NSA Says China Could Topple US Power Grids and Aviation Systems

NSA chief says state-backed cyberattacks from China and “one or two” states pose an imminent security threat to US key infrastructure if not checked. Although it is not the first time Washington is accusing Beijing for sponsoring cyberattacks on its networks, the latest cybercrime heads-up is enough reason to freak out.

NSA chief warned Congress that Chinese backed cyberattacks on US networks was a ticking time bomb that would soon explode , crippling Key US infrastructure such as  power grids, aviation systems and financial sector . During his Thursdaytestimony to the House of Representatives’intelligence committee, AdmiralMichael Rogers, said China and “one or two” other nations pose an eminent threat to US critical infrastructure.

The NSA chief, who is also a senior official with US cyber Command unit warned the House committee that Chinese based cyberattacks on America’s network  has grown“exponentially in terms of volume and damage done to the nation’s economic future.” He said China and “one or two” other states are building up their attack capabilities through an Electronic “reconnaissance” process in a bid to take downUS network infrastructure.

It is not the first time US is accusing China or Russia for sponsoringcyber-attacks on its networks. However, given Roger’s access to classified Intel and his vast experience in cybersecurity at the helm of top cream Intelligence agencies, the recent cyberattacks heads- up could be a cause for Alarm. “it is only a matter of when, not if, we are going to see something dramatic,” warned the NSA chief.

According Rogers, the bulk lies with the inability of US agencies to thwart cybercrime activities. He acknowledged that US requires sound policies that will not only help deter cybercriminals from attacking its networks but also outline a clear offensive strategies that will scare off attackers. “The Chinese intelligence services that conduct these attacks have little to fear because we have no practical deterrents to that theft. This problem is not going away until that changes,” Rep. Rogers warned the Intelligence committee.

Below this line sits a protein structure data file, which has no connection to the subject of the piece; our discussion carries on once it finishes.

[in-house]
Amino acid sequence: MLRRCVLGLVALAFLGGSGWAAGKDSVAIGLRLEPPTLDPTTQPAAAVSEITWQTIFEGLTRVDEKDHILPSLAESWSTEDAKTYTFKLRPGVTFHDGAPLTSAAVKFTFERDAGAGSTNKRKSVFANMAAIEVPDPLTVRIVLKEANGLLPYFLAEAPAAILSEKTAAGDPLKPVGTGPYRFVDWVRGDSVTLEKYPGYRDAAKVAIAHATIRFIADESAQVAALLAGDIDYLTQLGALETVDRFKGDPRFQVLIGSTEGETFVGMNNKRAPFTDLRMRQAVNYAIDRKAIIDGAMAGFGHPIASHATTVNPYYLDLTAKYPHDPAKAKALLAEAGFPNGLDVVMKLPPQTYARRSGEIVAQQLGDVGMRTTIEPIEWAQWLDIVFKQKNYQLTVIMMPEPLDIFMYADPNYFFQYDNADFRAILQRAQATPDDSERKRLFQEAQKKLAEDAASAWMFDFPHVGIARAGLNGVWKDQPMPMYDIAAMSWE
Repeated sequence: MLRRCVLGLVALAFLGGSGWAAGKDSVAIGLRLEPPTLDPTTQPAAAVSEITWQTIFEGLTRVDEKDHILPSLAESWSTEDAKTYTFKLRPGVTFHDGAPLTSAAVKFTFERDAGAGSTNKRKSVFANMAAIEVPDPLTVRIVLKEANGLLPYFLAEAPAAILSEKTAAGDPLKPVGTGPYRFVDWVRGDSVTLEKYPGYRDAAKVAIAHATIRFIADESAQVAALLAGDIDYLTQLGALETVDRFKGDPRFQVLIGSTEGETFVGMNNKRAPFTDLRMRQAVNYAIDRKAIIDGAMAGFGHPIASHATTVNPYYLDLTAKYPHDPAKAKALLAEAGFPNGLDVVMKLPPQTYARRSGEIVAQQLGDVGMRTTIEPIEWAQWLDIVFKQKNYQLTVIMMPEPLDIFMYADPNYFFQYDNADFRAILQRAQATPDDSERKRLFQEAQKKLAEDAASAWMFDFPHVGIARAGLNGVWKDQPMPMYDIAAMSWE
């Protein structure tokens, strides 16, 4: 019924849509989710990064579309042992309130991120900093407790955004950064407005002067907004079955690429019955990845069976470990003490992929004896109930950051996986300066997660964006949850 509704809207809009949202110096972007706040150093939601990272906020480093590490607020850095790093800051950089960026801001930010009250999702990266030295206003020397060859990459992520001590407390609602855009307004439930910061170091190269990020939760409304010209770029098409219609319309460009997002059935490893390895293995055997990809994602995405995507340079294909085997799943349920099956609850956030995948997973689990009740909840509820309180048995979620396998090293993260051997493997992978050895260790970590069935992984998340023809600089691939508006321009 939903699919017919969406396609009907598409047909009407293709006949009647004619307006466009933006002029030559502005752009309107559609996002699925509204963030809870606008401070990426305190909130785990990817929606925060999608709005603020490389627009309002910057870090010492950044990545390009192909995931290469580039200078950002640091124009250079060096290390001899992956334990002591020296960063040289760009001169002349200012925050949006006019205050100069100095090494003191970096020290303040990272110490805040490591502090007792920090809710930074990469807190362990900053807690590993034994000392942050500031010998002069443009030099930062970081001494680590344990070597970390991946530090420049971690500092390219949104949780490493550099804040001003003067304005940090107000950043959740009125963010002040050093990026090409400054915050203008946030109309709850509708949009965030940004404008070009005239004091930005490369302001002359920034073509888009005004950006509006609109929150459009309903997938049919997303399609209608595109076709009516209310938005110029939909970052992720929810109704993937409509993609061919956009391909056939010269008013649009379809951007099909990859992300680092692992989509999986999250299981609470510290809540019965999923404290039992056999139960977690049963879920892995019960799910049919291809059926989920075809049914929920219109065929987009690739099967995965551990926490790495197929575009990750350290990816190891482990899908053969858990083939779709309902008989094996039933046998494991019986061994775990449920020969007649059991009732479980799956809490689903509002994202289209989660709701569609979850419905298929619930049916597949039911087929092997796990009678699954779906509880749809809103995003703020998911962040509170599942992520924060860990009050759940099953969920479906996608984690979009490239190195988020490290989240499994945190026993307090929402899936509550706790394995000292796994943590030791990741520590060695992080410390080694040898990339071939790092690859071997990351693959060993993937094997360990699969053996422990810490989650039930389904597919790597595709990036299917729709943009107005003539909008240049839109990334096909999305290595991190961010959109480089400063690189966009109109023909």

Rogers, who took over from Alexander Keith following the Edward Snowden saga’s, has been at pains to explain NSA’s defensive and offence strategies ofdealing with state sponsored cybercrime to Congress. Some House representatives have been calling for direct count-attacks strategies to cripple criminals’ networks and reduce their capacity to launch attacks.

The NSA chief hasbeen pushing for tougher cyber security legislations on that would allow the private sector share intel on cyber threats with the federal government. “If we wait another year, we are risking the economy of the United States,” said Senator Chambliss, acknowledging the need for counter-crime bill that will help US fortify its networks.

NSA security warnings comes days after the US senate shot down the Surveillance Freedom act, which would have given the spymaster more powers to implement its clandestine surveillance programs. Majority of those who opposed, said the bill contained an extension of the Patriot Act of 2011 which gave law enforcement agencies indiscriminate powers to snoopy in internet users’ private data.

Last month, a group of cyber security firms in US went on ‘hacking back’ operation targeted on criminals’ networks. The operationraised legality issues and sparked theongoing debate on the best offensive cyber strategy available to the afflicted states or organization. Some security experts have disapproved hacking back, saying it is illegal, while other experts hold that hacking back is morally right. On his part Rogers has called on the need for sound policies that will outline both defensive and offensive strategies of combating cybercrime.

Lawrence Mwangi Lawrence is a technology and business reporter. He has freelanced for a number of tech sites and magazines. He is a web-enthusiast, with a special interest in Online security, Entrepreneurship and Innovation. When not writing about tech he can be found in a Tennis court or on a chess board.
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